A new study reveals a link between dysregulation of a common signaling pathway and repetitive behaviors similar to those associated with multiple neurological and neurodegenerative disorders including, autism spectrum disorders, obsessive compulsive disorder, schizophrenia, and Huntington's disease.
The research, published by Cell Press in the December 11th issue of the journal Neuron, identifies a critical role for a molecule linked to immunosuppression in learning, memory, and repetitive behavior and may lead to the development of new treatments for perseverative behaviors.
FK506-binding proteins (FKBPs) mediate the pharmacological activities of immunosuppressants such as FK506 and rapamycin and regulate multiple signaling pathways, including mammalian target of rapamycin (mTOR). "Previous studies have shown that mTOR plays a key role in cell growth and the control of protein synthesis and that mTOR is critical for convergence the of multiple signaling pathways involved in learning and memory," explains senior study author Dr. Eric Klann from the Center for Neural Science at New York University.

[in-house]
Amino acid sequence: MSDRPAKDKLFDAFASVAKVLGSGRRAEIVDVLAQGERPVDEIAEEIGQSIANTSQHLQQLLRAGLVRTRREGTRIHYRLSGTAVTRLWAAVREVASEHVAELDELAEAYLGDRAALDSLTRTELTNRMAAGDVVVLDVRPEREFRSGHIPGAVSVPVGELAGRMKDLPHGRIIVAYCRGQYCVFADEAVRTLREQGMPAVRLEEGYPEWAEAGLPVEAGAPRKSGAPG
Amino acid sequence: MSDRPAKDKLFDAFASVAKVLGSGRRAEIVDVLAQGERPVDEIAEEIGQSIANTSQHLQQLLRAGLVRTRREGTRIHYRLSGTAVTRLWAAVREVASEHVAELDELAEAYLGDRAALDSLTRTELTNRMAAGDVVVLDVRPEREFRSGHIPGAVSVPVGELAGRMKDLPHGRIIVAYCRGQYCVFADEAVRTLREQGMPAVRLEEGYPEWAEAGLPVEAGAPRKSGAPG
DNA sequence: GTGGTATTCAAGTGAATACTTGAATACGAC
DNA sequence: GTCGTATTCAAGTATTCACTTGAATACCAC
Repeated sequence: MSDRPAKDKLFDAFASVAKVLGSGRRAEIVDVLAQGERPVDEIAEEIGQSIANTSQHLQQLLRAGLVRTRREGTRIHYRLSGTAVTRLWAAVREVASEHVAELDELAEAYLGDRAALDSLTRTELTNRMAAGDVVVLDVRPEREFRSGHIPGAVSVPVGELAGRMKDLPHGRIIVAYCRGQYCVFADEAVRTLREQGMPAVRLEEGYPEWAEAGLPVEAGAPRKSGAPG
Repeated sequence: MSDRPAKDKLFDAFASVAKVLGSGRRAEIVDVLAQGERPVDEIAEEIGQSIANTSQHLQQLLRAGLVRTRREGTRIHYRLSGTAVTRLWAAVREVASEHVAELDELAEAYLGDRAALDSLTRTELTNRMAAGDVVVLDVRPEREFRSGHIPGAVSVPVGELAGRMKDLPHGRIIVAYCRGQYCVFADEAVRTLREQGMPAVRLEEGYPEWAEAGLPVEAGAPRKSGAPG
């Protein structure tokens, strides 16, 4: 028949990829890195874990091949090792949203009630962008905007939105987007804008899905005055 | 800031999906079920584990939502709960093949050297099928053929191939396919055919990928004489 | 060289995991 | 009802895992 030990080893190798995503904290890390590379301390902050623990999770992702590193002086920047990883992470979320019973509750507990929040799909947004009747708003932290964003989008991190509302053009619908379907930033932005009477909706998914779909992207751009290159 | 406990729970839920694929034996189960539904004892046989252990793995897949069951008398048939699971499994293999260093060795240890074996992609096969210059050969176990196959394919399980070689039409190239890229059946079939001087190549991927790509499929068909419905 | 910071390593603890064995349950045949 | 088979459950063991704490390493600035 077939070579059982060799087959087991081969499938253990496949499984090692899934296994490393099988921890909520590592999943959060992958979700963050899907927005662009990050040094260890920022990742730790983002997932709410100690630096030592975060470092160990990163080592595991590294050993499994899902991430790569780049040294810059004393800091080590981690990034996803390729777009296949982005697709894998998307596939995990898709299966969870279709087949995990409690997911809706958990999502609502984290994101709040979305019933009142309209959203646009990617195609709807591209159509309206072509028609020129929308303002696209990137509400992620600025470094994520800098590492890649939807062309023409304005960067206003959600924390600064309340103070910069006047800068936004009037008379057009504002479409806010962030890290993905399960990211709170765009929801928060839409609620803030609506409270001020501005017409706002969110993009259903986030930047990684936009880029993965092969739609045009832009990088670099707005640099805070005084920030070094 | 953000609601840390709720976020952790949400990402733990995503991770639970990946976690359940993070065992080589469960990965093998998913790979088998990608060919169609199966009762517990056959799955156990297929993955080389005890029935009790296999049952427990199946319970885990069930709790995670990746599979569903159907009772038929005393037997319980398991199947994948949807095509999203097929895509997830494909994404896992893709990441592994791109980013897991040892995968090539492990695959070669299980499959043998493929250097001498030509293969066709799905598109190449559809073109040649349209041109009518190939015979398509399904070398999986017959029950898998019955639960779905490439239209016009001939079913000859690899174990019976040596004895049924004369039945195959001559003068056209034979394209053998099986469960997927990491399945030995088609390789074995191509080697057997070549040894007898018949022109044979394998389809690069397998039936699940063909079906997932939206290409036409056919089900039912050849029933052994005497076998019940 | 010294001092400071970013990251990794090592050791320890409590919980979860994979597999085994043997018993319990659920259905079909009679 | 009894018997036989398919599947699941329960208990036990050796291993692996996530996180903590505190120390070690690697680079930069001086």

Dr. Klann and colleagues were interested in examining whether conditional brain-specific disruption of the FKBP12 gene would alter mTOR signaling, synaptic plasticity, and memory. The researchers created a FKBP12 conditional knockout (cKO) mouse with selective ablation of FKBP12 late in development in the hippocampus and forebrain. Deletion of FKBP12 was associated with increased interaction between mTOR and Raptor, a protein that facilitates mTOR signaling, and enhanced phosphorylation of S6K, a downstream target of mTOR. These findings suggest that FKBP12 is normally involved in the suppression of mTOR signaling.
The FKBP12 cKO mice also displayed enhanced long-lasting long-term potentiation (LTP) in the hippocampus. LTP, a process that strengthens the communications between neurons, is thought to be a cellular mechanism for learning and memory. Behavioral studies revealed that the FKBP12 cKO mice demonstrated enhanced associative contextual fear memory, perseveration for familiar objects in a novel object recognition test, and exhibited repetitive behaviors in other behavioral tests.
These findings show that FKBP12 constrains mTOR signaling during synaptic plasticity, memory, and perseverative behaviors. "Our studies may offer insight into the molecular underpinnings of repetitive and perseverative behaviors associated with autism spectrum disorders, obsessive-compulsive disorder, schizophrenia, and neurodegenerative disorders," offers Dr. Klann. "Given that FKBP12 is a modulator, but not a required component of mTOR signaling, it may be an ideal target for therapeutic drug development aimed at ameliorating some of the mTOR-related pathologies of neurological disease."